Apple iOS Fix for Emergency Calls Highlights Nation's Dated 911 System

Apple iOS Fix for Emergency Calls Highlights Nation's Dated 911 System

Apple iOS Fix for Emergency Calls Highlights Nation's Dated 911 System

This new location-sharing would allow 911 centers to find callers location faster and with much greater accuracy than they can under the current system - and finally brings US users up to speed with those in Europe. But outdated systems make it hard for emergency call centres to pinpoint a mobile user's location, Apple said.

With iOS 12, Apple is advancing its Hybridized Emergency Location (HELO) technology to help reduce emergency response times. The entire process is automatic and secure, and it's based on Apple technology that has existed for a few years now. It will see the location of US iPhone users shared with dispatch responders during 911 calls.

iPhones also have an emergency SOS feature, which automatically calls emergency services and texts any emergency contacts your location.

"User data is only available during the emergency call to the responding 911 center and not for any non-emergency goal", said Apple's Rob Mayor.

The US-specific feature builds on technology released by the company in 2015, called HELO (Hybridised Emergency Location), which allows phones to pinpoint their location using a combination of Wi-Fi and Global Positioning System.

Besides upgrading to iOS 12, users won't need to do anything to use the feature.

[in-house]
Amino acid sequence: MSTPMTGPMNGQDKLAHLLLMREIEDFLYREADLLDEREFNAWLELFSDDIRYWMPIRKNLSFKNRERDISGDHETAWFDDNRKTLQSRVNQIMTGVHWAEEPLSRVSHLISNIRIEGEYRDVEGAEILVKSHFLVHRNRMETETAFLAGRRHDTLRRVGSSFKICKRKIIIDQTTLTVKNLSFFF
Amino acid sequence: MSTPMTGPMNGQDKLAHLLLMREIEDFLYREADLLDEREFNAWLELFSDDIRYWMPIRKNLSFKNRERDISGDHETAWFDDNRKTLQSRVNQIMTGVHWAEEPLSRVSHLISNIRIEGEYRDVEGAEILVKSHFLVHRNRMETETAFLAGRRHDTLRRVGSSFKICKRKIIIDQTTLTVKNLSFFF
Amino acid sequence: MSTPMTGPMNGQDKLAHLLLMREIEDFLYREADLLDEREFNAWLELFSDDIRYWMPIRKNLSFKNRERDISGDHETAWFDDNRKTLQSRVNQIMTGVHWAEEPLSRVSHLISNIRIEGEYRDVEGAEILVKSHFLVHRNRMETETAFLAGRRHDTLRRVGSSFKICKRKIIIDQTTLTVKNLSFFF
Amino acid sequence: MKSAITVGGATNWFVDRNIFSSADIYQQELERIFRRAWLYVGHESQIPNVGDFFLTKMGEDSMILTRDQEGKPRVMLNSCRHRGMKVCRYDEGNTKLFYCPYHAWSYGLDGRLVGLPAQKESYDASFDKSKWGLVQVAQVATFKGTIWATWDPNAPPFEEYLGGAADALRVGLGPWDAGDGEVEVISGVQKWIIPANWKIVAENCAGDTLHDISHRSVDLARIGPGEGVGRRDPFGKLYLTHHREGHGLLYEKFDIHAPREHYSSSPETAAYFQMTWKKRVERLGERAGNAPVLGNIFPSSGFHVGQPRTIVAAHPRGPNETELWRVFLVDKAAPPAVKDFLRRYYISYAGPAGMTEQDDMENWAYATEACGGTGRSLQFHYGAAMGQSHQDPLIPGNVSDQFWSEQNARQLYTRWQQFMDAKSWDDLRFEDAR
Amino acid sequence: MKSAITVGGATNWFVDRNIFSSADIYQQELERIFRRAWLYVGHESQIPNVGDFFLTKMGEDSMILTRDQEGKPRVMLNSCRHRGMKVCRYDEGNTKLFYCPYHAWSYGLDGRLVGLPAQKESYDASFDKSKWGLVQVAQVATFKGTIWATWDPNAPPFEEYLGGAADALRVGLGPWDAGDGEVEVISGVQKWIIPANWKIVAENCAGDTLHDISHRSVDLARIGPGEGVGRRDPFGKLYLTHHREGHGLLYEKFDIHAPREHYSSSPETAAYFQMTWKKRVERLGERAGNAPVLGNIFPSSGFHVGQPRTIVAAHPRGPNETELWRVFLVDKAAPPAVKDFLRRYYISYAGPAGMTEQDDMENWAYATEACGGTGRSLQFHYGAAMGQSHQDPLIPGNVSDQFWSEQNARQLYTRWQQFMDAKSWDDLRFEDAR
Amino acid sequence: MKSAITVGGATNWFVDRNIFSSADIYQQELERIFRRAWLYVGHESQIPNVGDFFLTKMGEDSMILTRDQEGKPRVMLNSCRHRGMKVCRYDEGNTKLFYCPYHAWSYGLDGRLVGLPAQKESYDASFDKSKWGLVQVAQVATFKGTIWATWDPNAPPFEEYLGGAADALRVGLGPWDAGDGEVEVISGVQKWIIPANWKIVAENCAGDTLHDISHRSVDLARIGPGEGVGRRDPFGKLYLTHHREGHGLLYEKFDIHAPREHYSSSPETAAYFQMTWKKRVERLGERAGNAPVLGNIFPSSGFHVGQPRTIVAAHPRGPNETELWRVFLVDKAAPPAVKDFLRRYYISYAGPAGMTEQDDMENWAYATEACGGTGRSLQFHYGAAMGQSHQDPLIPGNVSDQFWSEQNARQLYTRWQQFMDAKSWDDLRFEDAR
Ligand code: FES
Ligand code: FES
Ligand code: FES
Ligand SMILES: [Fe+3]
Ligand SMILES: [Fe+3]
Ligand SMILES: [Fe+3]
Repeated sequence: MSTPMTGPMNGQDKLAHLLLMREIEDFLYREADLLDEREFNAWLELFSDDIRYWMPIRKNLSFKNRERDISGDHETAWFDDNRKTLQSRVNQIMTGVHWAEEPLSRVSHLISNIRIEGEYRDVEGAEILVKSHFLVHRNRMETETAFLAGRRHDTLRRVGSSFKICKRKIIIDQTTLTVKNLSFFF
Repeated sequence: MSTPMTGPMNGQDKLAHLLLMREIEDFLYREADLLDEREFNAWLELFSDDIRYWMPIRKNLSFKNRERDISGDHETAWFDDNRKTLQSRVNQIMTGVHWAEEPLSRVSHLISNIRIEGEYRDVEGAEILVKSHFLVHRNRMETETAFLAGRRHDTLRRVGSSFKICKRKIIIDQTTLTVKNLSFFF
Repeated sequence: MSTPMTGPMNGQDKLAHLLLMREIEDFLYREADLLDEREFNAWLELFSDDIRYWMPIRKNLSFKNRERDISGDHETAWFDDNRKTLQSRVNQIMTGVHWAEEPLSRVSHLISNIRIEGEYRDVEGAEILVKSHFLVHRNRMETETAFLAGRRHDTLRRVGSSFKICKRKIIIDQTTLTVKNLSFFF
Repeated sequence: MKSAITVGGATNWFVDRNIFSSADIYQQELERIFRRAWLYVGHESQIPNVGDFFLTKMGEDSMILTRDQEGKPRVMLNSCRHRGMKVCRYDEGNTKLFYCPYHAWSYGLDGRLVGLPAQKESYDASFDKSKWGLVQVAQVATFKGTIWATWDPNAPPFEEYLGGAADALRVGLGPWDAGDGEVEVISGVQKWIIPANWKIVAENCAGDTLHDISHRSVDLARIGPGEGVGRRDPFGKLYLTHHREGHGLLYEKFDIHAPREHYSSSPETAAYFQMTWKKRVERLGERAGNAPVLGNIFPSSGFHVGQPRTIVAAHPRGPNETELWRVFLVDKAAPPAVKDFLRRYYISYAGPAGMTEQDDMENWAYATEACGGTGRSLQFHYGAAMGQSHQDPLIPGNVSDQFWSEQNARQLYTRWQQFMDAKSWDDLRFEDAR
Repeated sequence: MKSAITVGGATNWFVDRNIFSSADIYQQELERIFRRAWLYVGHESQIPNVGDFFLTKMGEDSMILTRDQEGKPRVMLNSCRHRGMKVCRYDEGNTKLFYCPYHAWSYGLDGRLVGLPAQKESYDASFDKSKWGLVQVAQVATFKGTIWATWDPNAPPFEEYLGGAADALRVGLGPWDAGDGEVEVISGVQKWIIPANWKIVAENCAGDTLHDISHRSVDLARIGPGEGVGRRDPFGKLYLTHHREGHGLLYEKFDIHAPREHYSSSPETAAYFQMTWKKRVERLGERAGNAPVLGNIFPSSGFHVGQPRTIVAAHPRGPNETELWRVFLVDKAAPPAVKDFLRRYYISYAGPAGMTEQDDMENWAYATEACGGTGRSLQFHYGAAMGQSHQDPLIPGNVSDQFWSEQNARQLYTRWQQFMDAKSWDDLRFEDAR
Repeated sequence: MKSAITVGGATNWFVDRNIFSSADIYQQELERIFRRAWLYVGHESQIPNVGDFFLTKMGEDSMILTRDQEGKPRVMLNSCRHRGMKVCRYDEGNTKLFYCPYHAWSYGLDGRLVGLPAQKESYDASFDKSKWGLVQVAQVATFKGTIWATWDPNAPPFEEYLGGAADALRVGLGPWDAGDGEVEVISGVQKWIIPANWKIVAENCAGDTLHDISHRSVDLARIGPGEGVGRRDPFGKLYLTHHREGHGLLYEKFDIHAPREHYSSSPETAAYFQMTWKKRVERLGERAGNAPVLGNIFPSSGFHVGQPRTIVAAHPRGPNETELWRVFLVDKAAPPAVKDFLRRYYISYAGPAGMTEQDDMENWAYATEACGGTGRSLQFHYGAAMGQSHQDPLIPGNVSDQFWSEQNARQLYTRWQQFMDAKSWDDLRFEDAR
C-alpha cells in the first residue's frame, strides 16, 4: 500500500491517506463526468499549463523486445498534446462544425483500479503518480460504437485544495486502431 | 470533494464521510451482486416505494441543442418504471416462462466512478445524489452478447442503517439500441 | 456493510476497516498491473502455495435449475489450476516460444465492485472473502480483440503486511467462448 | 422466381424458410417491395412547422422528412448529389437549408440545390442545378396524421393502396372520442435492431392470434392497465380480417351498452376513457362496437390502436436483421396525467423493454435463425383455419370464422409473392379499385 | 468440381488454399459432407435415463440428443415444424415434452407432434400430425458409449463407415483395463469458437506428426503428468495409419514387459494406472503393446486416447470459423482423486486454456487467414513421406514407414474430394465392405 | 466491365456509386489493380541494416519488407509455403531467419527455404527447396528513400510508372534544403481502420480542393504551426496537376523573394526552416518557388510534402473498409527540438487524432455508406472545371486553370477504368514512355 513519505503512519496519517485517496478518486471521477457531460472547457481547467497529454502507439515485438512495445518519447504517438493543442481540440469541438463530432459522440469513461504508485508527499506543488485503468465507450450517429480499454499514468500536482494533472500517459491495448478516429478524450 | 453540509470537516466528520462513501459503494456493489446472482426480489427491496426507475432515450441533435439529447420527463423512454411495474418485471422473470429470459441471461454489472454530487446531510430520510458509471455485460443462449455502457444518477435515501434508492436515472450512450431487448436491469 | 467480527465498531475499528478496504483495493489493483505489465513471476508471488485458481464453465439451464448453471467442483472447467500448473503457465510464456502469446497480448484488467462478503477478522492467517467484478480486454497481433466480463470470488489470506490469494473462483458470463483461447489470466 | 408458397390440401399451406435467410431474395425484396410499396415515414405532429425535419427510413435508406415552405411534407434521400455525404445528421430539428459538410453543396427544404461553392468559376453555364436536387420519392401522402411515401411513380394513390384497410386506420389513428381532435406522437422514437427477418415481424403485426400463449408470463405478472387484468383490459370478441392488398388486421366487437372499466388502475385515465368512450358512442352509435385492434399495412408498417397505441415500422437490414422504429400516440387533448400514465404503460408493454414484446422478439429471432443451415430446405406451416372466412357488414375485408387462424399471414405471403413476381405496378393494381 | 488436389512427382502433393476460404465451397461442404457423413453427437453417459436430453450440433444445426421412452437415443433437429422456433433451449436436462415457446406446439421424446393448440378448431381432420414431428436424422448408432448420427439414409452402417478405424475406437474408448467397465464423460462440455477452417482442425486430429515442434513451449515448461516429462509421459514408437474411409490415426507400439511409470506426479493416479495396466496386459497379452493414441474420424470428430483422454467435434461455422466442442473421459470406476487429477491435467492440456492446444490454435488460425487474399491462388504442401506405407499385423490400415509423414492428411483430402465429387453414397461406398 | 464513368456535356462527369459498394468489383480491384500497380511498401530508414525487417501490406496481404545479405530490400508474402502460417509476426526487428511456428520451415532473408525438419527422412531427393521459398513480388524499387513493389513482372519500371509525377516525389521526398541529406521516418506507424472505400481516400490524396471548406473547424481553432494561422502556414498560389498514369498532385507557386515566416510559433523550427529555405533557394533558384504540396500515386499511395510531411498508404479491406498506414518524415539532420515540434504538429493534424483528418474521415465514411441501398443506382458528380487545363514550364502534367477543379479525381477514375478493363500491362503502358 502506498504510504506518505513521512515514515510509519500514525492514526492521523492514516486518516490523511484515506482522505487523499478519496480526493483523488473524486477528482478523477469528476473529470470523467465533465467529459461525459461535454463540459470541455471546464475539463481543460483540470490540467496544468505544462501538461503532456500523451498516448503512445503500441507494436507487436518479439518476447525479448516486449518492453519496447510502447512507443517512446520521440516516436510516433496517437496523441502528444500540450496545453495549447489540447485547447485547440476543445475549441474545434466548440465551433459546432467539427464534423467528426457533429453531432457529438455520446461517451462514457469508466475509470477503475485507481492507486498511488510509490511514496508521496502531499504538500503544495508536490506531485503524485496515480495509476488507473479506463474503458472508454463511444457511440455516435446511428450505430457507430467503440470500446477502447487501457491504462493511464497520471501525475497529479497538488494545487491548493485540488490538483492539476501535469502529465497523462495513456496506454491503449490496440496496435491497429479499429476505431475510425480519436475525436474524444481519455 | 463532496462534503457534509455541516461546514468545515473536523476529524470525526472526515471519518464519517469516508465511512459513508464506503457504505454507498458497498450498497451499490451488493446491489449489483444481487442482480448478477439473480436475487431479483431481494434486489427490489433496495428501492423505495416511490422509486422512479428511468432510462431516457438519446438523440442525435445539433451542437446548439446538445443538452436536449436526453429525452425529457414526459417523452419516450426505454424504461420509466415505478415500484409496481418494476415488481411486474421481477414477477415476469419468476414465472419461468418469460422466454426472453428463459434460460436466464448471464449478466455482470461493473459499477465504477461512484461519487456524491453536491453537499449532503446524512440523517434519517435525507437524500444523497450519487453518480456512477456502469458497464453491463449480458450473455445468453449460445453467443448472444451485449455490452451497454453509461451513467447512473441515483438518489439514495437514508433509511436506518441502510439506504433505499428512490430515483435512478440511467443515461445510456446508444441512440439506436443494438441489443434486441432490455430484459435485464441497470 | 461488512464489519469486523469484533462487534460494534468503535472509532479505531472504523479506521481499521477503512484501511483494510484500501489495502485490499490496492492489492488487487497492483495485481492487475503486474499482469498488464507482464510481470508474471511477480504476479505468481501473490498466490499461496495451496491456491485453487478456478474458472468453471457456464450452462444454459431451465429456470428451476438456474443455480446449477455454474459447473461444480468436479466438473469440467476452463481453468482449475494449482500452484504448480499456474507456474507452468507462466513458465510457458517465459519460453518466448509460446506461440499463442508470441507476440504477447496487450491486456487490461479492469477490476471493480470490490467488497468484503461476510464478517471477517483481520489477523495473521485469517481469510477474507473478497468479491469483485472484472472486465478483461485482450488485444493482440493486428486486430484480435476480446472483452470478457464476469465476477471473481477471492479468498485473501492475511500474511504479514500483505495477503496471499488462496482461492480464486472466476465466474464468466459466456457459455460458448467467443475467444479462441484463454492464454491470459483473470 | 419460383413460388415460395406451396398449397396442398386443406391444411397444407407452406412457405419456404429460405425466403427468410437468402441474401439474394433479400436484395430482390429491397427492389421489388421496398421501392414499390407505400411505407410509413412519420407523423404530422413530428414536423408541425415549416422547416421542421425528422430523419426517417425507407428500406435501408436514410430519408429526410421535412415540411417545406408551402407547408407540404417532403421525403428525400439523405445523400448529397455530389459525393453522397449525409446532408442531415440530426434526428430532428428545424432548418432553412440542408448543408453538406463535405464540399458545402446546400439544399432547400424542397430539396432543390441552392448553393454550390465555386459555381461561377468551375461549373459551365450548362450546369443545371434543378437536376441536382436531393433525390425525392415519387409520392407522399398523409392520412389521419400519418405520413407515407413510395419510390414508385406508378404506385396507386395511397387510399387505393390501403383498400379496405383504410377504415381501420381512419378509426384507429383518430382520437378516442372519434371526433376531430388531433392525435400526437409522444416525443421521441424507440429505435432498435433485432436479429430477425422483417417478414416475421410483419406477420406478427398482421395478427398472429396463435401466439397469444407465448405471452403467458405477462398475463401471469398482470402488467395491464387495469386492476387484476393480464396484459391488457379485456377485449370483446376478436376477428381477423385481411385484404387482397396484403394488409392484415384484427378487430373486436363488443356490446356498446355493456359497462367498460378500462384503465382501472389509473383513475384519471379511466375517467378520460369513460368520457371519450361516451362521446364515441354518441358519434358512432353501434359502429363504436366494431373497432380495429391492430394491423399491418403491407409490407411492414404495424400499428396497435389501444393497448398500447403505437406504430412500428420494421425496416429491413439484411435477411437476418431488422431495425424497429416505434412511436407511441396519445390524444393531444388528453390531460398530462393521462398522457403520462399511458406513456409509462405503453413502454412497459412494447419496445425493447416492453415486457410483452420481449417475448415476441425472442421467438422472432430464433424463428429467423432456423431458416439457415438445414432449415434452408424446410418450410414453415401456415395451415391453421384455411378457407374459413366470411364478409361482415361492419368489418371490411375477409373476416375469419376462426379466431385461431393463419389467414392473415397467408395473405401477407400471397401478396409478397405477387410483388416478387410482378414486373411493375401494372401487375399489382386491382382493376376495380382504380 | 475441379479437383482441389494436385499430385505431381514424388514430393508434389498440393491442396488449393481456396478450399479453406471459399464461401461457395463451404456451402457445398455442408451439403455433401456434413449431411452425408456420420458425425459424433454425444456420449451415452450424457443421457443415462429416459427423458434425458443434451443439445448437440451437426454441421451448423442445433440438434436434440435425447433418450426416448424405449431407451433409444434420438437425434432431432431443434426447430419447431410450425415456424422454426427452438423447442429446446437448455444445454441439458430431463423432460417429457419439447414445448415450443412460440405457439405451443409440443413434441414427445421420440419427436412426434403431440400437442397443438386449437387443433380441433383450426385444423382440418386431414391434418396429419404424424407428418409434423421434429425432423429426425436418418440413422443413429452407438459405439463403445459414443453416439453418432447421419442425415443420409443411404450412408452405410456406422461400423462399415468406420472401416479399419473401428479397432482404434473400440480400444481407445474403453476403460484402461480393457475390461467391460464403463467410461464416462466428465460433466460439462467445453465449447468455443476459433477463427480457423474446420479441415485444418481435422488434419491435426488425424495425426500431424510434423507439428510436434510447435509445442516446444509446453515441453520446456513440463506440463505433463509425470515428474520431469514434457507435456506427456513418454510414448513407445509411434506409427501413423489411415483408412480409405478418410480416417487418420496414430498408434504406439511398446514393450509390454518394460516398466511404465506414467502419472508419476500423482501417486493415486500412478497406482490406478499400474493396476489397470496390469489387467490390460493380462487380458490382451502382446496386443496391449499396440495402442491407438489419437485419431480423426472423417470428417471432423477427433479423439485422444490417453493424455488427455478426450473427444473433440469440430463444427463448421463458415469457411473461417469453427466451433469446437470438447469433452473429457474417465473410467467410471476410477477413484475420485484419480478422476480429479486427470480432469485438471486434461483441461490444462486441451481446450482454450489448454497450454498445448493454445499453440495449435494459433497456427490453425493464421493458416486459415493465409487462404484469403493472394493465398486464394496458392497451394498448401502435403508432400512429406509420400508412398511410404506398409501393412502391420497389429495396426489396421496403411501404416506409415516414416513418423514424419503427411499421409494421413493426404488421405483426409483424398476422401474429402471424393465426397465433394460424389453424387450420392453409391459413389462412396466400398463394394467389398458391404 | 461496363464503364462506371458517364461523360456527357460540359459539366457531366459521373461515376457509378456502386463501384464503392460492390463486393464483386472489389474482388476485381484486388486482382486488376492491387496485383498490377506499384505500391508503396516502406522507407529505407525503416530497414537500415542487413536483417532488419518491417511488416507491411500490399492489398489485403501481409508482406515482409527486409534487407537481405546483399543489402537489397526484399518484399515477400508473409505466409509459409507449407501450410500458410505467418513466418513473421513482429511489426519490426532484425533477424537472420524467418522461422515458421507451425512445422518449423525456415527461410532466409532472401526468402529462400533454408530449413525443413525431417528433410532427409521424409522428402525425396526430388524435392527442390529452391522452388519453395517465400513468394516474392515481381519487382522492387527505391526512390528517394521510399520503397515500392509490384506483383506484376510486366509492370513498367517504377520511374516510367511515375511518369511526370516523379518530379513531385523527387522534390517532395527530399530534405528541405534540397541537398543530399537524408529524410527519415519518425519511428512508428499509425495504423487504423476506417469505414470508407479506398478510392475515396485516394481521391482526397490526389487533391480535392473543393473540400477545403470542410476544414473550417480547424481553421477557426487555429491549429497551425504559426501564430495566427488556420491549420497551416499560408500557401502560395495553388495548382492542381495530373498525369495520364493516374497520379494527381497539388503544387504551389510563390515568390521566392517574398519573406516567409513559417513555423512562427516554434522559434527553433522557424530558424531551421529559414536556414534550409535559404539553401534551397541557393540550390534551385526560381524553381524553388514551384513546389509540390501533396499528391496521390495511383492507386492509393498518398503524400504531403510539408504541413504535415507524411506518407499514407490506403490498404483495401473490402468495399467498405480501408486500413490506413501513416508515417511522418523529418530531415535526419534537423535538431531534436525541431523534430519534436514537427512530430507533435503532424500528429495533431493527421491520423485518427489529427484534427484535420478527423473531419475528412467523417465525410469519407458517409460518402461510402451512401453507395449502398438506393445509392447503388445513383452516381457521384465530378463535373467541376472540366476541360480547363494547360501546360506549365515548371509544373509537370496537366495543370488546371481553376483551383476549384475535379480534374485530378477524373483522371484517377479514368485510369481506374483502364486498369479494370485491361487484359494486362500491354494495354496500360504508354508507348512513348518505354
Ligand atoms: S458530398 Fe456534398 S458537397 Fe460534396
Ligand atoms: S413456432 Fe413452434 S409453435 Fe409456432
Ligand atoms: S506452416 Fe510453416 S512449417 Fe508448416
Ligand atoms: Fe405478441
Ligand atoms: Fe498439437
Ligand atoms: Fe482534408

Tom Wheeler, a former chairman for the Federal Communications Commission, believes Apple's new approach for locating 911 calls will set a new industry standard. The good news is that it will only do so in emergency situations such as during a 911 call.

Google also has its own version of the technology, called Android Emergency Location Services (ELS), available on more recent Android phones.

In 2015, the FCC created a mandate that requires major carriers to provide accurate location data for 80 per cent of emergency service calls by 2021.

RapidSOS receives the secure location data from Apple, then passes the data to the call centers receiving the call, said Reinhard Ekl, vice president of public safety at RapidSOS.

The case could impact the multibillion-dollar app ecosystem, and efforts by companies like Apple to establish a so-called "walled garden" for software on their devices.

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